We have to remember Paul’s admonition. Your vocation is not everything. Your vocation doesn’t define you. I remember being so stressed when I was a senior graduating from college and wondering what I was going to do with my life. In the world, your job title is so important. Esp. for guys, so much of our sense of identity is tied to a few letters on a business card. This passage cuts to the core of what many of us live for by confronting worldly ambition.
Maybe you hear that and your gut response is to be self-defensive. Worldly ambition? What do you mean? I am not ambitious, I am just stewarding the gifts God has given me. Ever hear that one? How can I pass up that school or that job? I am supposed to maximize my potential, aren’t I? I don’t see any passage in Scripture about maximizing your potential in order to advance your career. Maximize your potential for God and advance His kingdom, I see that one. If you use 1 Cor 7 as a guide, then we are encouraged to examine our hearts. Is keeping God’s commandments your top priority? If you can answer “yes” with a clear conscience, keeping God’s commandments is the aim of my life, then in a sense, you can choose almost any vocation and you’ll be fine because you are going into that choice with God’s blessing.
For Paul, however, time was a huge factor in shaping his ministry. Listen to what he says in v29-31.
1 Cor 7
29 What I mean, brothers, is that the time is short. From now on those who have wives should live as if they had none; 30 those who mourn, as if they did not; those who are happy, as if they were not; those who buy something, as if it were not theirs to keep; 31 those who use the things of the world, as if not engrossed in them. For this world in its present form is passing away.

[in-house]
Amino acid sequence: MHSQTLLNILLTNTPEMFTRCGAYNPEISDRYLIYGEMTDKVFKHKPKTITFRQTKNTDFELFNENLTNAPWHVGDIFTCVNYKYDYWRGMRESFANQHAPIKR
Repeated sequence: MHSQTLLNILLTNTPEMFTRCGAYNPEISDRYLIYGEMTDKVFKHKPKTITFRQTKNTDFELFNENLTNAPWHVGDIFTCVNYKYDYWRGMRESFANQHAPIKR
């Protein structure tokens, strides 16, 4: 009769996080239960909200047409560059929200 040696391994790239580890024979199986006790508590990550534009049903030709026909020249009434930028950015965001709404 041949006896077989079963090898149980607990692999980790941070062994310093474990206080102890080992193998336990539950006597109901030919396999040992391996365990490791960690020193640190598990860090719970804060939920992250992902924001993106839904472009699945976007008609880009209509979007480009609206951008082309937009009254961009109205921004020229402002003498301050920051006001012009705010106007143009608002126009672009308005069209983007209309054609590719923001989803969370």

Time is short. The world in its present form is passing away. Paul had a heightened sense that time was like sand slipping through his fingertips because in v26, we read–
1 Cor 7
26 Because of the present crisis, I think that it is good for you to remain as you are.
By “present crisis,” Paul is referring to the persecution facing the church at the hands of the Roman Empire. And Paul links this verse with the decision to be single or married. The point being–if you are in danger of losing your life at any moment, does it make sense for a single person to be thinking about getting married, picking out dresses and planning out their honeymoon? No, you have to consider the current situation and they were in a state of crisis.
In this country, no one is persecuting us for our faith so we easily get lax and think that the things of God are not that urgent. I have the rest of my life ahead of me and I can commit to God when I am in my fifties. That’s what my dad use to say. Build up your career and you can always commit to God later in life. But spiritual life is not a light switch. I can’t turn off spiritual life and I can’t expect to turn spiritual zeal back on when I turn fifty.